Solar farm is bad fit for community


It seems a shame to devote 2,000 acres of prime agricultural land in a community blessed with agricultural-friendly precipitation, to a solar farm. Productive agricultural land is becoming a rarer commodity in America now that severe water shortages affect western and southwestern lands, where global warming and dwindling supplies of irrigation water make farming there increasingly less viable.

The Painter Creek Solar Farm proposed for Darke County is a bad fit for this community, for many reasons which have been delineated by residents who oppose it. The project will be an eyesore, a huge scar on a formerly beautiful and productive landscape. The guesstimate of $1.1 million dollars annually for the county from the solar “farm” does not come close to compensating for the environmental and other costs and detriments the “farm” will bring to the area. As a local genuine agricultural farm owner, I oppose the project, and suggest that it be relocated to a more appropriate location in the American Southwest.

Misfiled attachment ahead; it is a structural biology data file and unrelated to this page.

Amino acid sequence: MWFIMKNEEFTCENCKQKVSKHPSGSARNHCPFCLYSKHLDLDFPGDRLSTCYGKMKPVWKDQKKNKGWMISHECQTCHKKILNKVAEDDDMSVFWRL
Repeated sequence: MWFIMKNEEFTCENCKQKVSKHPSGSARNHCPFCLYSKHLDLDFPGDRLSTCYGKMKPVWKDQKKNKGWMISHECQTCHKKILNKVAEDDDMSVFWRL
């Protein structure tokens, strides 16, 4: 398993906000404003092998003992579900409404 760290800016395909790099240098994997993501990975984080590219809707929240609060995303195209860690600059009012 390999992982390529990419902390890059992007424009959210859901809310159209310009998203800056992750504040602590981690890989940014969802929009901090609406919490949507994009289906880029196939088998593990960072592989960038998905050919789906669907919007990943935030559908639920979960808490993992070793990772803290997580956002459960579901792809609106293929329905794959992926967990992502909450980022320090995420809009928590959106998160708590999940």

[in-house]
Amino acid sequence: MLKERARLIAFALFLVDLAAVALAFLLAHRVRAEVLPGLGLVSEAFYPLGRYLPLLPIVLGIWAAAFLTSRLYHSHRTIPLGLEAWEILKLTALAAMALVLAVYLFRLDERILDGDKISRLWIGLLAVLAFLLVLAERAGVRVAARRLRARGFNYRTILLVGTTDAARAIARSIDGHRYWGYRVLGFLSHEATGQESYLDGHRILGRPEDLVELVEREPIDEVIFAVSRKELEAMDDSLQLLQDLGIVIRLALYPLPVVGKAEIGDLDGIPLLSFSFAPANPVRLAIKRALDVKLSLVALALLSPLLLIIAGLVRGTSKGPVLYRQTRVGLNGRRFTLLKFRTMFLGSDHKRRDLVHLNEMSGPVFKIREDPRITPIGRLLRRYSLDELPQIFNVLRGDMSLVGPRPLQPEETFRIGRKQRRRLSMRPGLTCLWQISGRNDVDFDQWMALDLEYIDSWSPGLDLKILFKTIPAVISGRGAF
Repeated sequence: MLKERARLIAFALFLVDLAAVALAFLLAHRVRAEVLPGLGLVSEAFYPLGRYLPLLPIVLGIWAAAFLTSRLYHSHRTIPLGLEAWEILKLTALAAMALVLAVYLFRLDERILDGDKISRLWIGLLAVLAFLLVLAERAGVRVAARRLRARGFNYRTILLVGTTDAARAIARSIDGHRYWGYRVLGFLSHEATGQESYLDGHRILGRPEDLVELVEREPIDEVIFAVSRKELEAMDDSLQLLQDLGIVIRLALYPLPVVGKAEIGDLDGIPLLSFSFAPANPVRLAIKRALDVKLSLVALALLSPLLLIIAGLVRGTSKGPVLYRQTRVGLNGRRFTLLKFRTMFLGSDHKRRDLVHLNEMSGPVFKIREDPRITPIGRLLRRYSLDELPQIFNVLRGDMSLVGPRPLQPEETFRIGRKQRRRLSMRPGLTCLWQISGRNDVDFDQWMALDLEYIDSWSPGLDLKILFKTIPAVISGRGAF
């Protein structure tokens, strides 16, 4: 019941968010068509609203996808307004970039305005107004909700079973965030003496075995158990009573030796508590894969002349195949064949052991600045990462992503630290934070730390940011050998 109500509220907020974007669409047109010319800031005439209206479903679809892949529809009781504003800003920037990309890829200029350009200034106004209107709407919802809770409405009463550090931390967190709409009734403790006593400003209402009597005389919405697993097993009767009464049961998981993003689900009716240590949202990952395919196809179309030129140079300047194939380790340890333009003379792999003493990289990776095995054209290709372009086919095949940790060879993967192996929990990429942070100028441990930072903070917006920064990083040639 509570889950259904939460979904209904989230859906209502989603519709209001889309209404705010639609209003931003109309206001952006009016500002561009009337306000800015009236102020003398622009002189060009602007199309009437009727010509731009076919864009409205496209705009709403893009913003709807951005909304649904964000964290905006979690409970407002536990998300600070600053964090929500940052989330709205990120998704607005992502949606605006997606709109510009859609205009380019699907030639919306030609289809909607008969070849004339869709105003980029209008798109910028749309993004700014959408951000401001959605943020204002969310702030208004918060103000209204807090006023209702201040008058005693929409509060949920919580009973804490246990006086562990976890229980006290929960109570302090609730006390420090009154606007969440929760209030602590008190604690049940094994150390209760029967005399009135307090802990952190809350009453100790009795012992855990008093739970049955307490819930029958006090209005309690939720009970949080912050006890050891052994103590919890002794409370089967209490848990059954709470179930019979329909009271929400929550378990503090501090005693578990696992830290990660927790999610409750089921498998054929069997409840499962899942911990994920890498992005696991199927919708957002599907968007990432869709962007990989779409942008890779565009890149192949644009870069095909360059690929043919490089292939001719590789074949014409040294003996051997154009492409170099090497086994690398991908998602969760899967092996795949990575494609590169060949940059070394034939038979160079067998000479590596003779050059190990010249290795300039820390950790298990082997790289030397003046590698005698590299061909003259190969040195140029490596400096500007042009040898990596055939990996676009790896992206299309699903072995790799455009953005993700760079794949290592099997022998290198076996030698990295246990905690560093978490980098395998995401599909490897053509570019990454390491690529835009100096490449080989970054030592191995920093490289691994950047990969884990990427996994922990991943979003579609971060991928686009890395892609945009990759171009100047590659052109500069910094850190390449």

It’s unclear why so many local government officials have asserted powerlessness to stop the project. There appears to have been no fight involved, and only limited information supplied to taxpayer residents. Even if a wink and nod to the notion that solar farming is an agricultural endeavor, it seems as if officials and affected citizens could fight the project by presenting environmental impact and protection objections, as well as building code and traffic concerns, to appropriate agencies and courts for action.

Who really benefits from this project?

Cathryn Fetzer
Greenville, Ohio

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